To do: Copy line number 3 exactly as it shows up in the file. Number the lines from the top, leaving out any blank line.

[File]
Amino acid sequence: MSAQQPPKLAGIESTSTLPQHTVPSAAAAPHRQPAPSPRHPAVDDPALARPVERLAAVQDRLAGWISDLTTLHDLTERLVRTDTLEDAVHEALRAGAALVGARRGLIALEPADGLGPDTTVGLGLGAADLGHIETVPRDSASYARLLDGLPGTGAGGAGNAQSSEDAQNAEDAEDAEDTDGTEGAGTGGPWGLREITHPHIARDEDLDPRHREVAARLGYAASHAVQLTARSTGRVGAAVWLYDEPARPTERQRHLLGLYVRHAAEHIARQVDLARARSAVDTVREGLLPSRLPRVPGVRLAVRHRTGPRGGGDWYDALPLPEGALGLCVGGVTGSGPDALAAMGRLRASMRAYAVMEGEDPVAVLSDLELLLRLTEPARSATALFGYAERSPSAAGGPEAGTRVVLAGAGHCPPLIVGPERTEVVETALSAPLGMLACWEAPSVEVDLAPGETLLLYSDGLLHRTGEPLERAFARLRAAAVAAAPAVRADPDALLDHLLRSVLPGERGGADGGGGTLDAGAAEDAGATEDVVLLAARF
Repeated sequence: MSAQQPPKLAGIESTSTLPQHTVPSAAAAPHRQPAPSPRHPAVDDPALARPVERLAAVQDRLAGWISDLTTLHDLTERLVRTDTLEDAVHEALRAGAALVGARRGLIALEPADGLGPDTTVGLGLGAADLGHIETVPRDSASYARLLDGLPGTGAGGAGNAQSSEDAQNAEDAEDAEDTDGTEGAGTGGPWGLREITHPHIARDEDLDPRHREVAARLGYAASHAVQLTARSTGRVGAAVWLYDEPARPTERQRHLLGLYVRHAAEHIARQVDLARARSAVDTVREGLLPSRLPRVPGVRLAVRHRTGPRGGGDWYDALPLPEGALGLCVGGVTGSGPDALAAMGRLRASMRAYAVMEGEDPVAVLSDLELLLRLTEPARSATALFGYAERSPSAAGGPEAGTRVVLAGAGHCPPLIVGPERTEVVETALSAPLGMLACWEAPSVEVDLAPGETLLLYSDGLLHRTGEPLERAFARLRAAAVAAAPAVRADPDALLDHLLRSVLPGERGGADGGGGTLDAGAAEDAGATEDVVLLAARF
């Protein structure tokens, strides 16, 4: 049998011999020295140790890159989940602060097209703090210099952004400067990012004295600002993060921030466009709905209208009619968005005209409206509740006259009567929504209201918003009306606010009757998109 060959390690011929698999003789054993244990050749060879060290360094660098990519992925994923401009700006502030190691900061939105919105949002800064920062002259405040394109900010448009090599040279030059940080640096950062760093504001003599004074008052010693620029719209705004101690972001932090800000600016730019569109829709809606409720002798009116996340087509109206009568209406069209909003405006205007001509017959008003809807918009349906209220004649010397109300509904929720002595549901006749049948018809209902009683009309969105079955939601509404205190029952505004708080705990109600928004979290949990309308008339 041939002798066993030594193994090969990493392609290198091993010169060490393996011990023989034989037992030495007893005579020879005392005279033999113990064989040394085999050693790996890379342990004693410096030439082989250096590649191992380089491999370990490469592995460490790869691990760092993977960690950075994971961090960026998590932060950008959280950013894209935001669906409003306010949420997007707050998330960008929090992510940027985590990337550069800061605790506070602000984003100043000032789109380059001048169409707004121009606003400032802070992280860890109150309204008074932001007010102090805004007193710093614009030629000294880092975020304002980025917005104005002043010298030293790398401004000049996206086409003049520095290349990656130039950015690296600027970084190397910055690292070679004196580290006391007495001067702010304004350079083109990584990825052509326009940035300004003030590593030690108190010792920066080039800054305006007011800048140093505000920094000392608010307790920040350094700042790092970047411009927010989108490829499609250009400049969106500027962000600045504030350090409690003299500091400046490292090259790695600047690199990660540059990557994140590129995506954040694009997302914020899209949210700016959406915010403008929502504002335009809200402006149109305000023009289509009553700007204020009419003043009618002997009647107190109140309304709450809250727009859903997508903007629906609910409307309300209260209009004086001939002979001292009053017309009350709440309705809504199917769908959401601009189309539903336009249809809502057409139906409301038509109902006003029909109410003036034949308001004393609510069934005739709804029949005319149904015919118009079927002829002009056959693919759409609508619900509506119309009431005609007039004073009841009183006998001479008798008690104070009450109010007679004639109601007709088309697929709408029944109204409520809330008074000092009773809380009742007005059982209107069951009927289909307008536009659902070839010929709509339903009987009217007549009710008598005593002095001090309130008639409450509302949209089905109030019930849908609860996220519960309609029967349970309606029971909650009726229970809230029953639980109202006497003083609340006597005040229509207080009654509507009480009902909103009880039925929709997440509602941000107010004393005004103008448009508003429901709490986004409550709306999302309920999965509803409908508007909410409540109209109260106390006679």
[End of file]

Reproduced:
């Protein structure tokens, strides 16, 4: 049998011999020295140790890159989940602060097209703090210099952004400067990012004295600002993060921030466009709905209208009619968005005209409206509740006259009567929504209201918003009306606010009757998109 060959390690011929698999003789054993244990050749060879060290360094660098990519992925994923401009700006502030190691900061939105919105949002800064920062002259405040394109900010448009090599040279030059940080640096950062760093504001003599004074008052010693620029719209705004101690972001932090800000600016730019569109829709809606409720002798009116996340087509109206009568209406069209909003405006205007001509017959008003809807918009349906209220004649010397109300509904929720002595549901006749049948018809209902009683009309969105079955939601509404205190029952505004708080705990109600928004979290949990309308008339 041939002798066993030594193994090969990493392609290198091993010169060490393996011990023989034989037992030495007893005579020879005392005279033999113990064989040394085999050693790996890379342990004693410096030439082989250096590649191992380089491999370990490469592995460490790869691990760092993977960690950075994971961090960026998590932060950008959280950013894209935001669906409003306010949420997007707050998330960008929090992510940027985590990337550069800061605790506070602000984003100043000032789109380059001048169409707004121009606003400032802070992280860890109150309204008074932001007010102090805004007193710093614009030629000294880092975020304002980025917005104005002043010298030293790398401004000049996206086409003049520095290349990656130039950015690296600027970084190397910055690292070679004196580290006391007495001067702010304004350079083109990584990825052509326009940035300004003030590593030690108190010792920066080039800054305006007011800048140093505000920094000392608010307790920040350094700042790092970047411009927010989108490829499609250009400049969106500027962000600045504030350090409690003299500091400046490292090259790695600047690199990660540059990557994140590129995506954040694009997302914020899209949210700016959406915010403008929502504002335009809200402006149109305000023009289509009553700007204020009419003043009618002997009647107190109140309304709450809250727009859903997508903007629906609910409307309300209260209009004086001939002979001292009053017309009350709440309705809504199917769908959401601009189309539903336009249809809502057409139906409301038509109902006003029909109410003036034949308001004393609510069934005739709804029949005319149904015919118009079927002829002009056959693919759409609508619900509506119309009431005609007039004073009841009183006998001479008798008690104070009450109010007679004639109601007709088309697929709408029944109204409520809330008074000092009773809380009742007005059982209107069951009927289909307008536009659902070839010929709509339903009987009217007549009710008598005593002095001090309130008639409450509302949209089905109030019930849908609860996220519960309609029967349970309606029971909650009726229970809230029953639980109202006497003083609340006597005040229509207080009654509507009480009902909103009880039925929709997440509602941000107010004393005004103008448009508003429901709490986004409550709306999302309920999965509803409908508007909410409540109209109260106390006679």